What does love mean to you? Do you think it’s a feeling? Fate? Something out of your control? You probably haven’t considered that it could be possible to make love happen – to fall in love with anyone.
The tools? Thirty-six questions developed twenty years ago by psychologist Arthur Aron, a few free hours and the willingness to be open to a relationship. The study placed two strangers in a lab together, face to face, and made then answer the 36 questions set out by Aron. After answering the questions, the participants were required to spend four minutes staring into each other’s eyes.
Six months later, the participants got married.
Of course, this could have just been a very lucky coincidence. Or fate.
Enter author and academic Mandy Len Catron, who decided to test the theory with an old university acquaintance – a man she had noticed, but with whom she was relatively unfamiliar. Catron and her date didn’t have access to a lab, so instead they went to a bar. They Googled the questions, and the conversation began.
It started out easily enough, with questions such as, ‘Given the choice of anyone in the world, whom would you want as a dinner guest?’ and ‘When did you last sing to yourself? To someone else?’
RELATED: What Makes Men Fall In Love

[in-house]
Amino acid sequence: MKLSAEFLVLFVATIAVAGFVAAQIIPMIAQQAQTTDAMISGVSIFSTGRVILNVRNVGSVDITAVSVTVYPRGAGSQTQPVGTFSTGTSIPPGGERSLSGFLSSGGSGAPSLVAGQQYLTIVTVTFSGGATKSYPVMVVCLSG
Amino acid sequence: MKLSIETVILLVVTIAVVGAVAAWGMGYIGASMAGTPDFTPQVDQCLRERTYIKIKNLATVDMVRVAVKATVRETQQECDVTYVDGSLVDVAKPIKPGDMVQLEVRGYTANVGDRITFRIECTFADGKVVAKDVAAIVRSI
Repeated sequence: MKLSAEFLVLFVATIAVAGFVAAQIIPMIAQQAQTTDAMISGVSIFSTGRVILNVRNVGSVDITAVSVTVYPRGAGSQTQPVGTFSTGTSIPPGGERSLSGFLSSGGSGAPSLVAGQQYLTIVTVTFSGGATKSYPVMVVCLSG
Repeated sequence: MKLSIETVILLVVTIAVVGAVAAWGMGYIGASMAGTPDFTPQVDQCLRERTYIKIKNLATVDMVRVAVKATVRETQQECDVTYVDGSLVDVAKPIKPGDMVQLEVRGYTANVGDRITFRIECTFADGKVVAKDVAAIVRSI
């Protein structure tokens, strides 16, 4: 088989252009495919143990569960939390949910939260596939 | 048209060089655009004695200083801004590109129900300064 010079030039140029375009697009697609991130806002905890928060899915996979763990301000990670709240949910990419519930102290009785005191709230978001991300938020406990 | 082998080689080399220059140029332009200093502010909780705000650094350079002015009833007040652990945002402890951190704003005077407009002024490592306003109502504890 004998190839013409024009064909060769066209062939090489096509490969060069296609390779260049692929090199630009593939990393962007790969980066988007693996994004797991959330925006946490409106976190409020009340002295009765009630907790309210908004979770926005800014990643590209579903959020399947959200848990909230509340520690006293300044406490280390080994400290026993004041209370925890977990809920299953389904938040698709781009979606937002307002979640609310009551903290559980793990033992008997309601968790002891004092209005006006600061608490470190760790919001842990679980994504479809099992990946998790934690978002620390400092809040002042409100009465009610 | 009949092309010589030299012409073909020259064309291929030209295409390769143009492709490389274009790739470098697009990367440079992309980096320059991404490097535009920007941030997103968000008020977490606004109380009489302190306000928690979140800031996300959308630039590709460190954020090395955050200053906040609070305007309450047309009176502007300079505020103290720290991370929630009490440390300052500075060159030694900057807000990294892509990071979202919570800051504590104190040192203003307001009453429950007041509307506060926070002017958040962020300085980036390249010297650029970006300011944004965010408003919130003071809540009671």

Quickly, though, the questions become a bit more challenging. ‘What is your most terrible memory?’ and ‘How close and warm is your family? Do you feel your childhood was happier than most other people’s?’
Catron and her date spent hours going through every question in detail, becoming more and more intimate as the night progressed. By the time they reached the seriously tough questions, like, ‘If you were to die this evening with no opportunity to communicate with anyone, what would you most regret not having told someone? Why haven’t you told them yet?’ they felt as if they really, really knew each other.
Catron recalls one of the questions having a big impact on her: ‘Tell your partner what you like about them; be very honest this time, saying things that you might not say to someone you’ve just met.’
‘Much of Dr. Aron’s research focuses on creating interpersonal closeness. In particular, several studies investigate the ways we incorporate into our sense of self. It’s easy to see how the questions encourage what they call “self-expansion”. Saying things like, “I like your voice, your taste in beer, the way all your friends seem to admire you,” makes certain positive qualities belonging to one person explicitly valuable to the other.
It’s astounding, really, to hear what someone admires in you. I don’t know why we don’t go around thoughtfully complimenting one another all the time.’
Finally, Catron and her date stared into each other’s eyes for four full minutes, uninterruptedly.
After that night, they fell in love.
Catron says that the study treats love as an action or a choice, not something that ‘just happens’. By consciously putting yourself in the position to become known – truly known – you’ll automatically open the door to love.
Of course, maybe Catron was also just really lucky.
You can find the full list of questions here. If you ever give it a try, let us know what happens!